By Jeff Beals
It’s hard to admit this, but the weak link in many selling organizations is often the sales leader, the person in charge of driving revenue growth but who almost never receives proper training or mentoring. Not only do most sales leaders lack preparation, they receive very little formal support and guidance. Too many sales leaders feel like they’ve been hung out to dry.
One of the best ways a sales leader can maintain high-level success is to have a peer group of fellow sales experts who act as your own executive advisory board, a group that can answer questions, provide guidance and support you through both good times and bad.
In other words, if you’re a sales leader who has not yet joined a mastermind group, you’re missing out.
CEOs have long taken advantage of mastermind groups. But now in 2018, sales leaders are joining mastermind groups like crazy. By finally getting the support they need, sales leaders are recruiting better reps, developing better strategy and figuring out how to hold their sales teams accountable.
What’s a mastermind group?
It’s a group of professionals, usually about eight to 12 of them, who meet on a regular basis to help each other be more successful in a confidential setting. Leadership can be lonely, because there simply aren’t a lot of places you can seek guidance inside your organization without compromising confidential information or admitting your personal weaknesses.
If you’re asked to join a well-structured mastermind group consisting of high-quality people, consider yourself lucky. You should jump at the opportunity. Actively and enthusiastically participating in a mastermind group is hands-down one of the single best things you can do to up your game and improve your life. Here are seven reasons why:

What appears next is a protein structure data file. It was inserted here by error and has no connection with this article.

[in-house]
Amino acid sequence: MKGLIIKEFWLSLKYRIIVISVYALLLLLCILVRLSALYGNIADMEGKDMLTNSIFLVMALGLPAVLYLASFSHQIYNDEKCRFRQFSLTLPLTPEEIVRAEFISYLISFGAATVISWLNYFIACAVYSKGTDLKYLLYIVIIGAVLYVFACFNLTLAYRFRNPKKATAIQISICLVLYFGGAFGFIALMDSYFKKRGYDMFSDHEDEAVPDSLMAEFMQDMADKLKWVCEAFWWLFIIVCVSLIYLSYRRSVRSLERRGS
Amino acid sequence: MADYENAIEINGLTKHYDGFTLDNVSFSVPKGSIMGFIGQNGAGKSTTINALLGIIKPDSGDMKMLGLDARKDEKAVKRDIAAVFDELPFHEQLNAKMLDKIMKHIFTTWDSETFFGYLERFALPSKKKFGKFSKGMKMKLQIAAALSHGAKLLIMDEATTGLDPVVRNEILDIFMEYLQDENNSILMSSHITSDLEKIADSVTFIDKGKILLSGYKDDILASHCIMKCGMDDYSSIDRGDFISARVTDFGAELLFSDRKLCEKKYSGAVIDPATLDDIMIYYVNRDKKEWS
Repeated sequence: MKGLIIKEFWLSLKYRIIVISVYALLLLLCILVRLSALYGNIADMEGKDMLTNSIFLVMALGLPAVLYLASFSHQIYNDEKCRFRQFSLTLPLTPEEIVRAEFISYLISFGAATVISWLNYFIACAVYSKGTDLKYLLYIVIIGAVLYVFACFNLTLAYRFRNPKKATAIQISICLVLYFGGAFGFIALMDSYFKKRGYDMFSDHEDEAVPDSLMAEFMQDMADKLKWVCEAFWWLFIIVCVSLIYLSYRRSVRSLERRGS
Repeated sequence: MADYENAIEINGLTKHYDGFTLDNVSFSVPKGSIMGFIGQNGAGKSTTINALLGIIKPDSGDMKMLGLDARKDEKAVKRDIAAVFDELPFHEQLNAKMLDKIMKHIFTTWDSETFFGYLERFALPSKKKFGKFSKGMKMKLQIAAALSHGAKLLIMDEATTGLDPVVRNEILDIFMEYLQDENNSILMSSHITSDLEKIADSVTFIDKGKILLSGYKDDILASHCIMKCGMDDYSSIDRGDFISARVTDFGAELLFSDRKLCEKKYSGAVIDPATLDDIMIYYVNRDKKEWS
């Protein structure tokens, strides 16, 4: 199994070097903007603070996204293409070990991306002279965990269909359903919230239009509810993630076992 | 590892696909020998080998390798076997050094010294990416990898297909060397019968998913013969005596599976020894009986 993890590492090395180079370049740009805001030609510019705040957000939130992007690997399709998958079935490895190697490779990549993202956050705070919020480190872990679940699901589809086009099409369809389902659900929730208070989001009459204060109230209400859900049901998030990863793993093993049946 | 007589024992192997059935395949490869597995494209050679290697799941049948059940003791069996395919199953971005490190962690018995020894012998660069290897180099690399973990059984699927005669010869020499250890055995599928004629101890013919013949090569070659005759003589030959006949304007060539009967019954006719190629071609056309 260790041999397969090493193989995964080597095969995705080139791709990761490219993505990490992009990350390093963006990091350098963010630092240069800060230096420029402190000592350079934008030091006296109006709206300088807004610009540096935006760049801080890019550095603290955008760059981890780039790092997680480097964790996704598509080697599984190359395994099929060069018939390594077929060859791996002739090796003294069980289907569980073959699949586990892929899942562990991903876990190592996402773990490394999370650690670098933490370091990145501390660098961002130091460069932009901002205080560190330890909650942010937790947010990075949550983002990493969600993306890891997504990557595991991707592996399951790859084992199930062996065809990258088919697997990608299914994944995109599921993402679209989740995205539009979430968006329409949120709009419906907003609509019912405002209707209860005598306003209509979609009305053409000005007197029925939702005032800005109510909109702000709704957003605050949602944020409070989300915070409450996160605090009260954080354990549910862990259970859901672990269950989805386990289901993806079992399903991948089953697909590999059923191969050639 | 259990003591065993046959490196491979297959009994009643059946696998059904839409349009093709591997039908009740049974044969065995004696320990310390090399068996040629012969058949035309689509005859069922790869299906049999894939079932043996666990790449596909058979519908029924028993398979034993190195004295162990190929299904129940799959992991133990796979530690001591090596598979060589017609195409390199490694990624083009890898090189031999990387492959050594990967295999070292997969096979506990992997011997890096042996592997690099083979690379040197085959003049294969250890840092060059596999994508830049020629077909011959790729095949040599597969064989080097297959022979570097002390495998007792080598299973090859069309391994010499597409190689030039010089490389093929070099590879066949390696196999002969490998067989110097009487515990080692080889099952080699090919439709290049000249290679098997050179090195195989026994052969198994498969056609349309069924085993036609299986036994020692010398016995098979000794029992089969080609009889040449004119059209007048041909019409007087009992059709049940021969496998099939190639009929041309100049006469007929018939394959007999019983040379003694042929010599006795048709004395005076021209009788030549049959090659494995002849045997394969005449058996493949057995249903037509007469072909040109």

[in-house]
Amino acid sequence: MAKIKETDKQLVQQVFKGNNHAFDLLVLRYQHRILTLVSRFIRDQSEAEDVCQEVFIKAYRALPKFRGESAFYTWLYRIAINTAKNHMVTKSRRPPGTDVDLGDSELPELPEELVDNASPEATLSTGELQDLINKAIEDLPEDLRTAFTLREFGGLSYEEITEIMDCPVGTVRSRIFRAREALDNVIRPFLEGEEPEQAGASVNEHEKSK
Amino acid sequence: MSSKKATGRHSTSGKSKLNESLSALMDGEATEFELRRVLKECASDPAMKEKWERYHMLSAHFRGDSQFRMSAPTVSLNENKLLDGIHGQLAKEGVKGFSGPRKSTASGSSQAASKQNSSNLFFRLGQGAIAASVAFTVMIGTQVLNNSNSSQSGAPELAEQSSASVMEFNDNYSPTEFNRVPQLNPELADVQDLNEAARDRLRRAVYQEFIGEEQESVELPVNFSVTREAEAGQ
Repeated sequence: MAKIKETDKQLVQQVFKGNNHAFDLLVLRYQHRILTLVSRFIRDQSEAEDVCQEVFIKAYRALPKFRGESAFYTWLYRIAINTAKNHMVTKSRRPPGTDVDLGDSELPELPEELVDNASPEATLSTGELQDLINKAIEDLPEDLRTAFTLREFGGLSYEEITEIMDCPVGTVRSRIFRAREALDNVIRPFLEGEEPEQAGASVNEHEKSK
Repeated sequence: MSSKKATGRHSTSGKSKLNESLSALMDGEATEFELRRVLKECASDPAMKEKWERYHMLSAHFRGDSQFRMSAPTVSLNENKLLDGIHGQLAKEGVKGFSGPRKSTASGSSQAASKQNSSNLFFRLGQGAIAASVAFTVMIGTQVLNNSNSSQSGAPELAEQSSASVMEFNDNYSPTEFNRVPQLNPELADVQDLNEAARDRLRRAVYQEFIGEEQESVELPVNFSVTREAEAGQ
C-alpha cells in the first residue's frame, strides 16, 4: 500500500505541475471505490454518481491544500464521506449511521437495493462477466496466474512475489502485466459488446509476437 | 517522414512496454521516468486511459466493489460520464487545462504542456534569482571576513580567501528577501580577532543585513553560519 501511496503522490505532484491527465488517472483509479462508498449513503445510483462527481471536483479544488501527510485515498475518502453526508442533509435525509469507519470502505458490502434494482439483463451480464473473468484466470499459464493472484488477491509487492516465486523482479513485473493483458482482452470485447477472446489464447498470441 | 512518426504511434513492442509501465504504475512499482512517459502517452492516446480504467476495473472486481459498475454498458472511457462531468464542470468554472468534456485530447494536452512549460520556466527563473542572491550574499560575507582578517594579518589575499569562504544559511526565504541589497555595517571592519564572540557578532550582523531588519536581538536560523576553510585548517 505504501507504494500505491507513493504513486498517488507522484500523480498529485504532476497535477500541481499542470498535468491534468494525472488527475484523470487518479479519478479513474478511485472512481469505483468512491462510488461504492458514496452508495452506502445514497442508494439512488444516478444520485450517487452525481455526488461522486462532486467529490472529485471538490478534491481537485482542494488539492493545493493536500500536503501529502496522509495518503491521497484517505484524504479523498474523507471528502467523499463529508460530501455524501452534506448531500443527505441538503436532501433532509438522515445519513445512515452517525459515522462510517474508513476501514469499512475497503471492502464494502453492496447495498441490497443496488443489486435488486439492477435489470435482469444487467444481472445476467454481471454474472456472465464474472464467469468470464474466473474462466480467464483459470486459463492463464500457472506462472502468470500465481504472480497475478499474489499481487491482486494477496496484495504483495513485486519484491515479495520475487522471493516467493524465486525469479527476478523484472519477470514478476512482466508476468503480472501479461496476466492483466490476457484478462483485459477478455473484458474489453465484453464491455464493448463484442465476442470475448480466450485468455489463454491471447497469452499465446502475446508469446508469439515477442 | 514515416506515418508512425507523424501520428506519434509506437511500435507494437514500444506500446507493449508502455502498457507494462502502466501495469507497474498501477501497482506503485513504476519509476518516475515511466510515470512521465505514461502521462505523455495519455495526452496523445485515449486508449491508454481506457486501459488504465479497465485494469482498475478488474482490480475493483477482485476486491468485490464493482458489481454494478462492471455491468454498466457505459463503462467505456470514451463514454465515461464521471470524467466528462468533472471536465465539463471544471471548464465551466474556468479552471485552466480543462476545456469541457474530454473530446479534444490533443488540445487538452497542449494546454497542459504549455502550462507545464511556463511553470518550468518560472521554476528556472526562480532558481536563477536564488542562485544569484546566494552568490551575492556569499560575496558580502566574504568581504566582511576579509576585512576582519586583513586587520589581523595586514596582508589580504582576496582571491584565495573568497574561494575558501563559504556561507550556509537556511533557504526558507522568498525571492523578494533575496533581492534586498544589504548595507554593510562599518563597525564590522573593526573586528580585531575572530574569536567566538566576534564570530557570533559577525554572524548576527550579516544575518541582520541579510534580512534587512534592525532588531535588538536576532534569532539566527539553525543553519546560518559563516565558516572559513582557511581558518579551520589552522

1. You’re no longer on a deserted island. Once you join a mastermind group, you’re no longer alone. Instead, you’re part of a confidential group of outstanding leaders. Many masterminds allow only one person per industry. That means you can openly share information without your direct competitors hearing about it.
2. You gain transferable knowledge. If your mastermind group includes people from different industries, you can learn amazing ideas and apply them to your industry allowing you to jump ahead of your competitors.
3. You constantly learn new things. In The 7 Habits of Highly Effective People, Stephen Covey advises us to regularly “sharpen the saw,” meaning we take time to open our minds and increase our skills. Your profession is constantly changing; a mastermind group can help you stay on the cutting edge.
4. You develop better habits. A good mastermind is highly supportive yet also holds you accountable. If you say you’re going to tackle a new project one month, your fellow mastermind group members will expect to hear about your experiences the next month. This helps you avoid procrastination.
5. You benefit from a “personal board of directors.” A mastermind group functions as your own advisory board. You can go to them and seek counsel for just about anything. Peer-to-peer advising is effective because it allows you to get things off your chest, figure out what to do before you do it and discuss possible outcomes before they happen. Just think how successful you can be when you have a group of people who are invested in your success just as you are invested in theirs.